Sea is west of the Arabian Peninsula, and the Persian Gulf is east of the Arabian Peninsula.
        Another important body of water is the passage known as the Suez Canal. The Suez Canal is located in the country
of Egypt and connects the Mediterranean to the Red Sea along western Sinai Peninsula. The canal is also extremely
important to trade, since without this passage ships would have to go around Africa to navigate the same trade routes.
        Mountain ranges run through some portions of the Middle East. The Zagros Mountains extend across southwestern
Iran. The Hindu Kush, where you’ll find the strategically important Khyber Pass, is located north and west of Afghanistan.
        Contrary to what many people might think, the climate of the Middle East is not all hot and dry. Certainly the region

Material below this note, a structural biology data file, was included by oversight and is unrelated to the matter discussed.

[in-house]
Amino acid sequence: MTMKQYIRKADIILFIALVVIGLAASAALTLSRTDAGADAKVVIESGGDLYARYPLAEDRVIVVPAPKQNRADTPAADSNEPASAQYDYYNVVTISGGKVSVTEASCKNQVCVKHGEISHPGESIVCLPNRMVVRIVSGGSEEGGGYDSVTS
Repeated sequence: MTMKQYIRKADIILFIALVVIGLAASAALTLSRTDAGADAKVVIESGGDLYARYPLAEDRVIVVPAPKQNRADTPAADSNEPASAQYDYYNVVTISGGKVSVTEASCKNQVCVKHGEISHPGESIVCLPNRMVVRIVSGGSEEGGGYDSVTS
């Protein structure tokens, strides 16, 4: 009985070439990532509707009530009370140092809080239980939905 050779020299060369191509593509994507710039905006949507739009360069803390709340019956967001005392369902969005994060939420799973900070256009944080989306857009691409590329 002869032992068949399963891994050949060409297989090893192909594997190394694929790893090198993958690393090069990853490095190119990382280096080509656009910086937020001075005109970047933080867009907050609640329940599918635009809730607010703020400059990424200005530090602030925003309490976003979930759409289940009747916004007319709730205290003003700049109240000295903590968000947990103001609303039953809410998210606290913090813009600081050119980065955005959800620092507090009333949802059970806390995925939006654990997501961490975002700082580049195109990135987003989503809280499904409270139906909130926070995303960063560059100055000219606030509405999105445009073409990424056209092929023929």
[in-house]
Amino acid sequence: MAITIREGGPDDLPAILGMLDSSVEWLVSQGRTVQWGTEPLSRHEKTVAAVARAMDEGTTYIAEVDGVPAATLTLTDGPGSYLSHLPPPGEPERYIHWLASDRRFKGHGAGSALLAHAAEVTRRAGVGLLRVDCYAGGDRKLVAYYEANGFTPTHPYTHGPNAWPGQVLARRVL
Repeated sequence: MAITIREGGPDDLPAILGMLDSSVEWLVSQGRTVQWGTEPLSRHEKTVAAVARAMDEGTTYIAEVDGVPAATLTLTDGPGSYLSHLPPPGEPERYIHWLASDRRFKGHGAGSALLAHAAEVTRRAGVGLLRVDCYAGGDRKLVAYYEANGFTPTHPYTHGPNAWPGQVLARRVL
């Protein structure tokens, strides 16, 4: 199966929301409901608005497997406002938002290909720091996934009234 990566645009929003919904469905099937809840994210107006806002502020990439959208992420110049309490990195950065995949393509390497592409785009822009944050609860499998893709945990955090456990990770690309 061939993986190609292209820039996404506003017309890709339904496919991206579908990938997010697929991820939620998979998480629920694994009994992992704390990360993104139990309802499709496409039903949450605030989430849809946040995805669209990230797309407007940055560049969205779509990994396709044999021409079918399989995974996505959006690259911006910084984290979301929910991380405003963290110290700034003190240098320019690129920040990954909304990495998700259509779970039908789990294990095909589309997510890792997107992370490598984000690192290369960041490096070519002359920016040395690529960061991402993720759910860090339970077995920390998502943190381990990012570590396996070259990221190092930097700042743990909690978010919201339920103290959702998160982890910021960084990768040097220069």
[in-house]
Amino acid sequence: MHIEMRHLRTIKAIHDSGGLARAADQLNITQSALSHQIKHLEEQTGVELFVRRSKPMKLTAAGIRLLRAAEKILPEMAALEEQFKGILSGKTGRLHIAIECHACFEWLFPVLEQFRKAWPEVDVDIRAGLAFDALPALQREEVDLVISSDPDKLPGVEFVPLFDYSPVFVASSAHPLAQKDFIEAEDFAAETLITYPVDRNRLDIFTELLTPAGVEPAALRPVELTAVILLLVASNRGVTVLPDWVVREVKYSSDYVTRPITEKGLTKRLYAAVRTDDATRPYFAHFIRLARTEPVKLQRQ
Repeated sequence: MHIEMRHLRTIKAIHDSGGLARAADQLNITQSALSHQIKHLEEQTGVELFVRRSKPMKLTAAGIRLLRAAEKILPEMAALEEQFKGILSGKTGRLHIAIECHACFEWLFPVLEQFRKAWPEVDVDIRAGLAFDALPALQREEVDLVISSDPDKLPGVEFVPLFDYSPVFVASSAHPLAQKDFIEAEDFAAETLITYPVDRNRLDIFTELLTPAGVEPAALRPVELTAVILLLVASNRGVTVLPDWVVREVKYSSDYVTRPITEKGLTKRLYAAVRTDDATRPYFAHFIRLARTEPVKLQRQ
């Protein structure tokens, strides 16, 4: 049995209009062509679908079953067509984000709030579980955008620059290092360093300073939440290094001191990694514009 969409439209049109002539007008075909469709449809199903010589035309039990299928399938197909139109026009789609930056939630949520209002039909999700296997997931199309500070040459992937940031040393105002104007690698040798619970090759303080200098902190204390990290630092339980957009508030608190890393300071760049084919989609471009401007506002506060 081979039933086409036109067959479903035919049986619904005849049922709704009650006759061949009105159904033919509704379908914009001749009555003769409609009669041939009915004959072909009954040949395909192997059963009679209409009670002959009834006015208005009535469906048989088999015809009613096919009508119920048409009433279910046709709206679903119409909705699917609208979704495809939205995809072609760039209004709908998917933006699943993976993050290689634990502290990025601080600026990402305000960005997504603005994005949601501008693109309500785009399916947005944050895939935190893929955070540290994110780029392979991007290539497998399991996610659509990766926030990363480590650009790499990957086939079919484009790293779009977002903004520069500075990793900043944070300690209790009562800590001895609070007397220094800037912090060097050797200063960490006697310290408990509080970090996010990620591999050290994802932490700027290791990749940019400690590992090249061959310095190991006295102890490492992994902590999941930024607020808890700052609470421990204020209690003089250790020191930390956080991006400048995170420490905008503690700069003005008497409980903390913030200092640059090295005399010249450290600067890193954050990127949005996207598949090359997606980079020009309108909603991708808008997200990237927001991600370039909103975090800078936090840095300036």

is dry and some parts can be quite warm at times, but overall the climate varies. Winters are cold and the little rainfall that
the region does receive usually comes during the cooler months. Summer months rarely have rain. The climate can vary
greatly depending upon latitude and elevation. The Zagros Mountains of Iran receive winter snow, while Saudi desert areas
experience extremely hot summers. Israel and Lebanon, located on the Mediterranean Sea, have the mildest climates and see
the highest rainfall levels in the region.


Water Scarcity
        Much of the Middle East is dry, and water scarcity is a major issue for the future growth of the region. Several
deserts, defined as areas receiving less than 10 inches of annual rainfall, lie within the region. These deserts include the Rub'